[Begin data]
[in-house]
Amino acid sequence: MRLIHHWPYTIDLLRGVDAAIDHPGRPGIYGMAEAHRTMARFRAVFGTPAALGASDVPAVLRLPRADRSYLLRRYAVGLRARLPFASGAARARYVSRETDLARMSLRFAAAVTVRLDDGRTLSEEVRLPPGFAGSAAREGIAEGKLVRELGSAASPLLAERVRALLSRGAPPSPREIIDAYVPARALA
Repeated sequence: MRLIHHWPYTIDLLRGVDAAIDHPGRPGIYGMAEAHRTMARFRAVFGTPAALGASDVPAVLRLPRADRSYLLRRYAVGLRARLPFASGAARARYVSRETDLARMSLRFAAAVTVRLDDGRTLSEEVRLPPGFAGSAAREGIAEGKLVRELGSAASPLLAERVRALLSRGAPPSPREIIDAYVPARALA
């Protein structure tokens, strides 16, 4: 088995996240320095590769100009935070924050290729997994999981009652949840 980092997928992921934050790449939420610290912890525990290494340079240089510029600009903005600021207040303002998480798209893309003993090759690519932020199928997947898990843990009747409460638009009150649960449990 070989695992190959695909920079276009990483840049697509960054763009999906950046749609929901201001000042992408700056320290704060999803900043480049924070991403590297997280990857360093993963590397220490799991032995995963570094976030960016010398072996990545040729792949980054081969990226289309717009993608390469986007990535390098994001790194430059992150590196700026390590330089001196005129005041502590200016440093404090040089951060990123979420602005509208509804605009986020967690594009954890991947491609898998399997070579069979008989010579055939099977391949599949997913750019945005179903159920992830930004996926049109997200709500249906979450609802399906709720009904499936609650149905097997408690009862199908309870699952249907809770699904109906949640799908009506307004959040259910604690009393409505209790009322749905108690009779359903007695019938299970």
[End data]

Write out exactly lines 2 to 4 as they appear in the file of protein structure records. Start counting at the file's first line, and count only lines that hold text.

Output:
Amino acid sequence: MRLIHHWPYTIDLLRGVDAAIDHPGRPGIYGMAEAHRTMARFRAVFGTPAALGASDVPAVLRLPRADRSYLLRRYAVGLRARLPFASGAARARYVSRETDLARMSLRFAAAVTVRLDDGRTLSEEVRLPPGFAGSAAREGIAEGKLVRELGSAASPLLAERVRALLSRGAPPSPREIIDAYVPARALA
Repeated sequence: MRLIHHWPYTIDLLRGVDAAIDHPGRPGIYGMAEAHRTMARFRAVFGTPAALGASDVPAVLRLPRADRSYLLRRYAVGLRARLPFASGAARARYVSRETDLARMSLRFAAAVTVRLDDGRTLSEEVRLPPGFAGSAAREGIAEGKLVRELGSAASPLLAERVRALLSRGAPPSPREIIDAYVPARALA
């Protein structure tokens, strides 16, 4: 088995996240320095590769100009935070924050290729997994999981009652949840 980092997928992921934050790449939420610290912890525990290494340079240089510029600009903005600021207040303002998480798209893309003993090759690519932020199928997947898990843990009747409460638009009150649960449990 070989695992190959695909920079276009990483840049697509960054763009999906950046749609929901201001000042992408700056320290704060999803900043480049924070991403590297997280990857360093993963590397220490799991032995995963570094976030960016010398072996990545040729792949980054081969990226289309717009993608390469986007990535390098994001790194430059992150590196700026390590330089001196005129005041502590200016440093404090040089951060990123979420602005509208509804605009986020967690594009954890991947491609898998399997070579069979008989010579055939099977391949599949997913750019945005179903159920992830930004996926049109997200709500249906979450609802399906709720009904499936609650149905097997408690009862199908309870699952249907809770699904109906949640799908009506307004959040259910604690009393409505209790009322749905108690009779359903007695019938299970």